Cherry MX Silent Reds, like standard Reds, are linear switches, but Silent Reds have dampeners built into the sliding stems.  These dampeners slightly shorten the travel distance of the switches. Silent Reds have an actuation distance of 1.9 mm and a total travel distance of 3.7 mm, whereas Reds have an actuation distance of 2 mm and a total travel distance of 4 mm.

My complaint with Cherry MX Reds has always been that they feel mushy because they have too long a travel distance for switches without tactile bumps. Cherry MX Speeds solve this problem by significantly shortening the travel distance. Unfortunately, the shortened travel distance of Silent Reds is not significant enough to alleviate the mushiness. In fact, the built-in dampeners make the feedback problem even worse. Silent Reds are without a doubt my least-favorite Cherry switch yet. They make standard Reds feel good by comparison.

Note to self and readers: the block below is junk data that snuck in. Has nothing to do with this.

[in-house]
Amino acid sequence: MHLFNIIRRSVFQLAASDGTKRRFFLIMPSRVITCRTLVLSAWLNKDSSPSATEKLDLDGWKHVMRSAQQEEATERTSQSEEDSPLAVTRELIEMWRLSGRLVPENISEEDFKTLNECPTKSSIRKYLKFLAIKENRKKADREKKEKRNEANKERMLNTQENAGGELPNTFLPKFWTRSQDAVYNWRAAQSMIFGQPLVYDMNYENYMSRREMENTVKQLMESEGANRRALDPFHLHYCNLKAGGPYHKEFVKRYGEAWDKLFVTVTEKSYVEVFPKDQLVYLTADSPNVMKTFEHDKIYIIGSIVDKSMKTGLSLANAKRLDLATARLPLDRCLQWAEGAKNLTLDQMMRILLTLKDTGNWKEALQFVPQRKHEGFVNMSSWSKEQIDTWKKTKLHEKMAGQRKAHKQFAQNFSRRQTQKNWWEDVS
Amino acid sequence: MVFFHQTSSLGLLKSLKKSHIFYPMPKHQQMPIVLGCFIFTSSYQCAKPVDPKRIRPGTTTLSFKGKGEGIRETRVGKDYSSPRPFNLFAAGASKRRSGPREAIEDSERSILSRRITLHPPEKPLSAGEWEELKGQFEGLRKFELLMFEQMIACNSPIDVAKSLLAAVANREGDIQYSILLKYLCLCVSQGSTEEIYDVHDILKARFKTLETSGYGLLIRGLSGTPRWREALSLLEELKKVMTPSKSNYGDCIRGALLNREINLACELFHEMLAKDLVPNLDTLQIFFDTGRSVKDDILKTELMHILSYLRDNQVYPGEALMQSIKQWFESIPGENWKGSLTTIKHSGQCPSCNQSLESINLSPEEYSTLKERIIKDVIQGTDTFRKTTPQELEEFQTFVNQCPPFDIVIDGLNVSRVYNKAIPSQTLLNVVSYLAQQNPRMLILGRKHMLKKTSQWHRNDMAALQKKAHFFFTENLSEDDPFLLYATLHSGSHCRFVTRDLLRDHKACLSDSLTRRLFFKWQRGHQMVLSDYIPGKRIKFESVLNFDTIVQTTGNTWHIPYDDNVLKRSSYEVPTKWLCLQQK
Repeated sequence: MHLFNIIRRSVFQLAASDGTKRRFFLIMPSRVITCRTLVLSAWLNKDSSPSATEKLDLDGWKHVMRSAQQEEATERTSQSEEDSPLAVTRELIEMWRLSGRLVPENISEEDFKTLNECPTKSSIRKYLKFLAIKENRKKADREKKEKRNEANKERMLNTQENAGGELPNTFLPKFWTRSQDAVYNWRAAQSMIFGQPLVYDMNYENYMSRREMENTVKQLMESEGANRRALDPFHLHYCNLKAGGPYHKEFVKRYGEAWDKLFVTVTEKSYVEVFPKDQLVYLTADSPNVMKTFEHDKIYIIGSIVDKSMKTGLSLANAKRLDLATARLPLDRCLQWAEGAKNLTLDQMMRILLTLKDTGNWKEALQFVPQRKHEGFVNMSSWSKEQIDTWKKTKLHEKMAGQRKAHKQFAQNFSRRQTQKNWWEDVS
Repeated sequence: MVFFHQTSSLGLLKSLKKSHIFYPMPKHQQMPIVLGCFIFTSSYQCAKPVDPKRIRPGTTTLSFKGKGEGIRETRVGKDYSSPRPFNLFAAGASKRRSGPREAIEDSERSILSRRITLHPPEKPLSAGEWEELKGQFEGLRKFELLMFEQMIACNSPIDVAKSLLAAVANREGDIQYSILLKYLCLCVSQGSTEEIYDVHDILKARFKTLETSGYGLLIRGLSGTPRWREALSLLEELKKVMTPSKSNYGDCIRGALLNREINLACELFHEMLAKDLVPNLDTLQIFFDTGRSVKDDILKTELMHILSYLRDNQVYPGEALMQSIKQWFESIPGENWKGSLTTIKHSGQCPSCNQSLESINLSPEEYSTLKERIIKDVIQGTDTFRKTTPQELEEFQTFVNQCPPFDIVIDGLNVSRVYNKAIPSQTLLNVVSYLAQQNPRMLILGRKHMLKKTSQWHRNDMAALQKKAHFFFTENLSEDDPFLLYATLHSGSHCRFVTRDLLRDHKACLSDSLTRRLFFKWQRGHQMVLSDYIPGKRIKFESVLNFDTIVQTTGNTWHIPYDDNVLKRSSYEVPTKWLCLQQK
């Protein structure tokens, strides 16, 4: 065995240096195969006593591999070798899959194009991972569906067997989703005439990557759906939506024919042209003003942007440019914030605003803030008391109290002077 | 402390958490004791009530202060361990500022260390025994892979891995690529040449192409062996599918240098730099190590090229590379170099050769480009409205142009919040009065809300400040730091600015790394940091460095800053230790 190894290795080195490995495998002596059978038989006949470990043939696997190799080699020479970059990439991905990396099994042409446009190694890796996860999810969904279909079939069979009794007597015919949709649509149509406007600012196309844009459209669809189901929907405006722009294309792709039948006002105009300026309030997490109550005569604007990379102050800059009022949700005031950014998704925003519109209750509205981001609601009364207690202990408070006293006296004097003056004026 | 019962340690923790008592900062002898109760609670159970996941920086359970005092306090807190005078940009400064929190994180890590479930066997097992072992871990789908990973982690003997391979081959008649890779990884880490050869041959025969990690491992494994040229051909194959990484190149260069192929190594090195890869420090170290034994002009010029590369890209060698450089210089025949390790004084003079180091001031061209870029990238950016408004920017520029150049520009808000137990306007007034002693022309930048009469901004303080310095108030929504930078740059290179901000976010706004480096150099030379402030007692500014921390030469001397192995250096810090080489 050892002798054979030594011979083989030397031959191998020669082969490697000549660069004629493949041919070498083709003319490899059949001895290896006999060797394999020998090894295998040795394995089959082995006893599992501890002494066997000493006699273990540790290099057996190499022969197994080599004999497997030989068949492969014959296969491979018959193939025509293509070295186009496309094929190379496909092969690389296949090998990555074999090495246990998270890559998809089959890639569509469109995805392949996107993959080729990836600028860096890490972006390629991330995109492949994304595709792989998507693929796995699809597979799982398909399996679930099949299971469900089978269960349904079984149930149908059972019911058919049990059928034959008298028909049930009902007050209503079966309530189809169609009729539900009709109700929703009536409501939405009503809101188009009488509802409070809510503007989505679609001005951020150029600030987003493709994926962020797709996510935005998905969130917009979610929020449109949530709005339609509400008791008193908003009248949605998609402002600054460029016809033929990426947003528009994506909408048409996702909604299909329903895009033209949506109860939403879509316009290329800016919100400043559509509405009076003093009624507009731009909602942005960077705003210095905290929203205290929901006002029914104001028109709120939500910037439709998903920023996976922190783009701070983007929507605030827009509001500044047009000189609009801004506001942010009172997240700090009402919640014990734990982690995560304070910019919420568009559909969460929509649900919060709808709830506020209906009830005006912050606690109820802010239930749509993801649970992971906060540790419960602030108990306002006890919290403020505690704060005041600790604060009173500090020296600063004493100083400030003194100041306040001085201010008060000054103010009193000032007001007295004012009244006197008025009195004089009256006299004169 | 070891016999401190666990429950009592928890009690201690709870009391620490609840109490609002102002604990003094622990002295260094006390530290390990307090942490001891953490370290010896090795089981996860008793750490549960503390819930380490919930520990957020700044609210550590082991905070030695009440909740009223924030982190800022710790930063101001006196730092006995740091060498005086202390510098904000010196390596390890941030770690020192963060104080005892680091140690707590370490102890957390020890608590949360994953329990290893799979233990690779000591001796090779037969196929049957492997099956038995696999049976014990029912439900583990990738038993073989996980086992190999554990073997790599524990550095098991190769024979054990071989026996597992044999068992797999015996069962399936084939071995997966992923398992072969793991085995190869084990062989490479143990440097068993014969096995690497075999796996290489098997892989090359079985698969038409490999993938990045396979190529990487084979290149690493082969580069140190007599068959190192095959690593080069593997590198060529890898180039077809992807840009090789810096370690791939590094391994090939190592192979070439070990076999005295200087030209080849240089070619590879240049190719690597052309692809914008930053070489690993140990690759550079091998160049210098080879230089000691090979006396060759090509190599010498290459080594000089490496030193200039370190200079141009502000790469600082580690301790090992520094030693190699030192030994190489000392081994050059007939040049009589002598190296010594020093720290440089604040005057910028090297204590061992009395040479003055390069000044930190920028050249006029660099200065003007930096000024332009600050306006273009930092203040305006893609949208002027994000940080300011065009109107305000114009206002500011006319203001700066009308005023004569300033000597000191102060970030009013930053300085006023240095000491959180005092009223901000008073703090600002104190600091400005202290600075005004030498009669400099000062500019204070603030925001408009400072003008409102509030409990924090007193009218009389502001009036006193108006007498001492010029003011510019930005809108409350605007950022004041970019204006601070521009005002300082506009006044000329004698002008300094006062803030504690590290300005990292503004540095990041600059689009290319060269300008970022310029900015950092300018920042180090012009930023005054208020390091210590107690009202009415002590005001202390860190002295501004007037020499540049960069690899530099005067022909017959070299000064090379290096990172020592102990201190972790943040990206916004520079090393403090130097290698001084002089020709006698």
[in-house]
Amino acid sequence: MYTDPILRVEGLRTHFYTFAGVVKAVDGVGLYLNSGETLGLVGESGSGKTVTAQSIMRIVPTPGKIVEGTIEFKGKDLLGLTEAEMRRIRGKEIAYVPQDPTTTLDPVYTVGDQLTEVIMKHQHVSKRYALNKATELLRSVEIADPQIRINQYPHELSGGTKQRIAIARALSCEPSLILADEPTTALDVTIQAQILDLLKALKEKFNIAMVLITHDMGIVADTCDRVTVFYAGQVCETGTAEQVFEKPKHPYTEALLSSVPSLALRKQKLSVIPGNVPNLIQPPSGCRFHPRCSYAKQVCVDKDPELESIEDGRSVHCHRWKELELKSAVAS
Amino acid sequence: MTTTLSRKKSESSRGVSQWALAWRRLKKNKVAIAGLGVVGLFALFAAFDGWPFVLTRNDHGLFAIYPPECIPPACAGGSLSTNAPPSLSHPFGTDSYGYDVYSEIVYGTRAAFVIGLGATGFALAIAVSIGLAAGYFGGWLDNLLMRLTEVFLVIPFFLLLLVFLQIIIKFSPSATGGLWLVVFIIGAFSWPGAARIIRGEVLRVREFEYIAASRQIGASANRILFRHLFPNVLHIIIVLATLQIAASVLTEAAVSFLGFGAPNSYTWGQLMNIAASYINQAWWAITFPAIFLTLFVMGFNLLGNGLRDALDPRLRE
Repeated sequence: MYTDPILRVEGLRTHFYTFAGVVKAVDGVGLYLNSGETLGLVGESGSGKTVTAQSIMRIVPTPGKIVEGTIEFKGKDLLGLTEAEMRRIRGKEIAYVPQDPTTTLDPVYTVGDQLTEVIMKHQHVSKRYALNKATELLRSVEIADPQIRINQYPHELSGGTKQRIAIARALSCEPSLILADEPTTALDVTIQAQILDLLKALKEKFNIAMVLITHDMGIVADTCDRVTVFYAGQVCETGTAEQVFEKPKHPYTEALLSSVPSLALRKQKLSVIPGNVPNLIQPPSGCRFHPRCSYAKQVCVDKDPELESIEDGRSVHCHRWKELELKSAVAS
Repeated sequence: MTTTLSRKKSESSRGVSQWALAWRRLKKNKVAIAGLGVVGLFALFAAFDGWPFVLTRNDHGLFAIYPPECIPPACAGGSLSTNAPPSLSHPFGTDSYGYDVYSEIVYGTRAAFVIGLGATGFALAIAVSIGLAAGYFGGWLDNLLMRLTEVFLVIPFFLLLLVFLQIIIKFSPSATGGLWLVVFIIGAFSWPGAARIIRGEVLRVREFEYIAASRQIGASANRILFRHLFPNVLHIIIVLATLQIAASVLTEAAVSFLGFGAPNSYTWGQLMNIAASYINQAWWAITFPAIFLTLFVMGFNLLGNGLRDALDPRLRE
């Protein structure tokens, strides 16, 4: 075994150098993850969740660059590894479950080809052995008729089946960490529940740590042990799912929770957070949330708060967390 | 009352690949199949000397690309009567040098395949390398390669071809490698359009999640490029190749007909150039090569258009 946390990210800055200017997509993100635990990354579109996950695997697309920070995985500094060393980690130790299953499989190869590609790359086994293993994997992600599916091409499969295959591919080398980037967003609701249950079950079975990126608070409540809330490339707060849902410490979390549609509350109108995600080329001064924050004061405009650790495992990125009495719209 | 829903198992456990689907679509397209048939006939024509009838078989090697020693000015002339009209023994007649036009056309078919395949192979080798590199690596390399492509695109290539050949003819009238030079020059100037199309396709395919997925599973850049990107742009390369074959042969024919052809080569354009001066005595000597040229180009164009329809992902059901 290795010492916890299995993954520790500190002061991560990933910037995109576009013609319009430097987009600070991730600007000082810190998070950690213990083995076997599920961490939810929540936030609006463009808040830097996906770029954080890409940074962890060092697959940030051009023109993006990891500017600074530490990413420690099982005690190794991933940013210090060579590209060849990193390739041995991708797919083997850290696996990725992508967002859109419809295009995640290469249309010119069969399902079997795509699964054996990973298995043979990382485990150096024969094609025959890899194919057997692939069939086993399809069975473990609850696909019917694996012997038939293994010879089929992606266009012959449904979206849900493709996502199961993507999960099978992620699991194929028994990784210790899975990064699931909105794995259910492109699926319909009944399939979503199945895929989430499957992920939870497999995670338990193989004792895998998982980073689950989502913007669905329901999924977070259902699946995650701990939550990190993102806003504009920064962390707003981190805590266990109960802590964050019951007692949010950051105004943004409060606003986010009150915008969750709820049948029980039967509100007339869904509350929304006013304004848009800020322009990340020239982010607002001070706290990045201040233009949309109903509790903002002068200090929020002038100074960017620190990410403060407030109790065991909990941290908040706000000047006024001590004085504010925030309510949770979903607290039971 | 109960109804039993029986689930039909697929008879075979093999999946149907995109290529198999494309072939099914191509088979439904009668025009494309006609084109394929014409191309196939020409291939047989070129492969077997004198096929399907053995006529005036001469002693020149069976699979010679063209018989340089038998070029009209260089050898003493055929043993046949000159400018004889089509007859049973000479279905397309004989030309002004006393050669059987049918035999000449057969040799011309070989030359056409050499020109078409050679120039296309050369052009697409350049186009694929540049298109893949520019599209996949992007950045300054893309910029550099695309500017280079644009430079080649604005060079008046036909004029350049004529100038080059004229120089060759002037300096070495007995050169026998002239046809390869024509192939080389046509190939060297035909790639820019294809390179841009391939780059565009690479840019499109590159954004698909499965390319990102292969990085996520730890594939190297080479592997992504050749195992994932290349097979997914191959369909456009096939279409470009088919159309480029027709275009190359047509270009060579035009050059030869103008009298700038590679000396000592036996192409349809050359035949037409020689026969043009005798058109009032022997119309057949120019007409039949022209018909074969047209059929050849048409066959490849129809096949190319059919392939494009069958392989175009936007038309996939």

However, Silent Reds are definitely quiet. When I first unboxed the Strafe MK.2, I hit a key and thought I had somehow not actually pressed it down. If you press down on Silent Reds softly, they make barely any noise. They get a little bit louder if you really pound on them while typing, but they’re still incredibly quiet compared to any other Cherry switch. I’m quite impressed with how quiet Cherry was able to make them. 

That said, there are other alternatives if you want a relatively quiet keyboard. I might be called a heretic for saying this, but rubber dome switches are an option. Most rubber domes are absolutely awful, but there are some high quality rubber domes out there. I pulled out Cooler Master’s Devastator II keyboard and used it for a little while. You may have to keycap me to death for admitting that I honestly prefer those rubber domes to Silent Reds. Those aren’t even high-end rubber domes, but they have tactile bumps and don’t feel mushy. They’re also quieter than Cherry MX Reds, which are already pretty quiet as Cherry switches go. If you’re concerned with noise first and foremost, though, Silent Reds are the winner. Once again, switches come down to personal preference, so try them out yourself if you can.